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Kids and Rocket Fuel

Sometime this month, EPA is expected to reach a final determination on regulating perchlorate in Americans’ drinking water. Every indication is that the agency will conclude, despite ample advice to the contrary, that there’s no need for a national standard for the chemical – a component of rocket fuel and munitions. That, even though, by EPA’s own account, millions of Americans are exposed to perchlorate at concentrations that could have a negative impact on our health.


(For some background on why perchlorate isn’t something you want in your water, and particularly in your kids’ drinking water, check out Shana Jones’s post on this blog from October 24.)


Deciding whether a national drinking water regulation “presents a meaningful opportunity for health risk reduction” is a decision that, by law, depends solely on the judgment of the EPA Administrator. In this instance, Administrator Stephen Johnson’s apparent decision not to regulate puts him on a bit of an island at the agency. EPA’s Scientific Advisory Board (SAB), established by Congress to provide independent technical advice and peer review support to the Administrator, is urging Johnson to slow down his rush to get this policy published. The SAB is taking the conservative and principled stance that a final decision should be postponed until the Agency’s peer reviewers have had time to critique the new pharmacokinetic model used to justify the decision not to regulate.


Meanwhile, EPA’s Children’s Health Protection Advisory Committee (CHPAC) is going a step further – demanding in no uncertain terms that Johnson reverse his preliminary determination and decide instead to adopt a national standard. In support of their argument, CHPAC notes that the pharmacokinetic model on which Johnson relies “has been validated for adult humans and rat pups, but it has not been validated in infants and children.” They frame Johnson’s decision this way:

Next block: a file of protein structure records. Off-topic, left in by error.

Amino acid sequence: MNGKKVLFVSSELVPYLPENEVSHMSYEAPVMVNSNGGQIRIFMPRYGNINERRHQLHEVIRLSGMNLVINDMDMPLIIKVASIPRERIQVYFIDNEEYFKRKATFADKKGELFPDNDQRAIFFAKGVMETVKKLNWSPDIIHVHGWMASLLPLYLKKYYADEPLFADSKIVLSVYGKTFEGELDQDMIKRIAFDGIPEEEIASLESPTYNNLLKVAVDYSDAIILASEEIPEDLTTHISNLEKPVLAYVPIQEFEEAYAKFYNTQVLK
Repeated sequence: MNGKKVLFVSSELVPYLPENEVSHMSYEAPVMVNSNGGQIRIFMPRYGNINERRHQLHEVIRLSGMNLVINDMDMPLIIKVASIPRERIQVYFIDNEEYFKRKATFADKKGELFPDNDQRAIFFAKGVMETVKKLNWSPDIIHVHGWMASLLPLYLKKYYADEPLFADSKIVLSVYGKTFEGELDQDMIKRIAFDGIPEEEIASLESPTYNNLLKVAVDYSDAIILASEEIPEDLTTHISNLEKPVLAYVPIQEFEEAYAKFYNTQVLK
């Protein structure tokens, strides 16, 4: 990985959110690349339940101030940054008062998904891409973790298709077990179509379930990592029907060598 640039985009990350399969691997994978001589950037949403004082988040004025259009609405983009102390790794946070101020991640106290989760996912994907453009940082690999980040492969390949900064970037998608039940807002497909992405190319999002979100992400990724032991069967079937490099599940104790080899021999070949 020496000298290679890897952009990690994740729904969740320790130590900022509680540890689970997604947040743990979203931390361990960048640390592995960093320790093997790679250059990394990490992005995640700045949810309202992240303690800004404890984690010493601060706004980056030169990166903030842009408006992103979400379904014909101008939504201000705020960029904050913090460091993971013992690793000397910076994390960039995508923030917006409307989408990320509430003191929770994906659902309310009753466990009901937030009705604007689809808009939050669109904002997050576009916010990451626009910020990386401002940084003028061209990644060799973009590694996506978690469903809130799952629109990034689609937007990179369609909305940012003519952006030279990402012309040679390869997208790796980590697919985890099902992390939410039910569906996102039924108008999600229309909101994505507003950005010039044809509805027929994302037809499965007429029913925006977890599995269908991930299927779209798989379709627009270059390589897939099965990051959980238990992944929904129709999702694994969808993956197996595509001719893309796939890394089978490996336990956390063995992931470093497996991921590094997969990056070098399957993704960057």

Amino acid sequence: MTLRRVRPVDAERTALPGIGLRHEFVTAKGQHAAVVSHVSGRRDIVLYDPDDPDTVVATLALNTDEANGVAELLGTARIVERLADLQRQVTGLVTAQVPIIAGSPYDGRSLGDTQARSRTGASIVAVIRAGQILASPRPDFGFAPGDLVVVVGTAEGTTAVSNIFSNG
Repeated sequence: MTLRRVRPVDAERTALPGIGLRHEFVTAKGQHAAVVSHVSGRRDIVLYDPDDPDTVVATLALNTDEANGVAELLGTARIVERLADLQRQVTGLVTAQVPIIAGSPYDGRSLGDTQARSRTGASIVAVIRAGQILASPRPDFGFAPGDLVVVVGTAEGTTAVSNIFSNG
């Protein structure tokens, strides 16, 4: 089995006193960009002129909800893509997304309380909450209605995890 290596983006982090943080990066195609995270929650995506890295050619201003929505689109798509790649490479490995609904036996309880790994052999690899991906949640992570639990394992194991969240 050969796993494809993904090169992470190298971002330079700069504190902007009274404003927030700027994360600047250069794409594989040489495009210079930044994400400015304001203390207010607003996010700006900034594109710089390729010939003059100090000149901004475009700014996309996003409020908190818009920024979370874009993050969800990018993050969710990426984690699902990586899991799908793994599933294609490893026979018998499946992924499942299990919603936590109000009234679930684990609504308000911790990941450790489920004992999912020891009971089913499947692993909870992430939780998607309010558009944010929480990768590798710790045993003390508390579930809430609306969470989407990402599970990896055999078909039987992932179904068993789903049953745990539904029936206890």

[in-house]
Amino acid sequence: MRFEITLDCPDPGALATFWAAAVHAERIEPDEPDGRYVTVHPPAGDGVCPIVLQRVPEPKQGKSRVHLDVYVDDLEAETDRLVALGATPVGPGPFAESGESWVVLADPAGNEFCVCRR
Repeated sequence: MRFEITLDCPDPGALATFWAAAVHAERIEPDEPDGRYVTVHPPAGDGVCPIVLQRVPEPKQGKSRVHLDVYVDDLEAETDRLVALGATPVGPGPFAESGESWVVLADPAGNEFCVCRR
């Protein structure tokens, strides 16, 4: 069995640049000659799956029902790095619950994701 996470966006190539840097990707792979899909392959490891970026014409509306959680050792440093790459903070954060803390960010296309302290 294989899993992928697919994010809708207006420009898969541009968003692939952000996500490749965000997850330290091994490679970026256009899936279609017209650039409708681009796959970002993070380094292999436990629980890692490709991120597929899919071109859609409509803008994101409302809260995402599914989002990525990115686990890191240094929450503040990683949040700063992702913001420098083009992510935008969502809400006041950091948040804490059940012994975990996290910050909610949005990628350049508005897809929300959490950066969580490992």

This decision does not recognize the science which supports the exquisite sensitivity of the developing brain to even small drops in thyroid hormone levels and the fact that neonates have much diminished stores of thyroid hormones relative to adults. The Agency must ensure that this life stage is adequately protected.

As CPR’s Rena Steinzor recently wrote in this space, one of the Executive Orders that CPR suggested President-elect Obama amend early in his term is E.O. 13045, Protection of Children From Environmental Health Risks and Safety Risks. The report offers several recommendations for improving E.O. 13045, but the first is the most pertinent here: setting an affirmative agenda, with deadlines, for new actions to protect children from exposure to a number of chemicals, including perchlorate. Here are the details:

The revised Order should identify each of the agencies and departments responsible for protecting children from harmful exposure to … perchlorate. The Order should require each of these agencies and departments to issue a public report to the President within six months after the Order’s issuance. These reports should (1) describe what the reporting agency or department knows about these threats to children and the nature and scope of their exposure, (2) explain why the reporting agency or department has not yet taken action to eliminate such exposures, and (3) establish a timetable no longer than 18 months after issuance of the report for taking action to eliminate these exposures.

Complying with the amended E.O. 13045 should be rather simple for EPA. As the CHPAC letter explains, EPA already has all of the data showing that a national drinking water standard for perchlorate is appropriate and necessary. All we need is an EPA Administrator willing to exercise her/his power under the Safe Drinking Water Act to protect our kids. With luck, one is on the way.  

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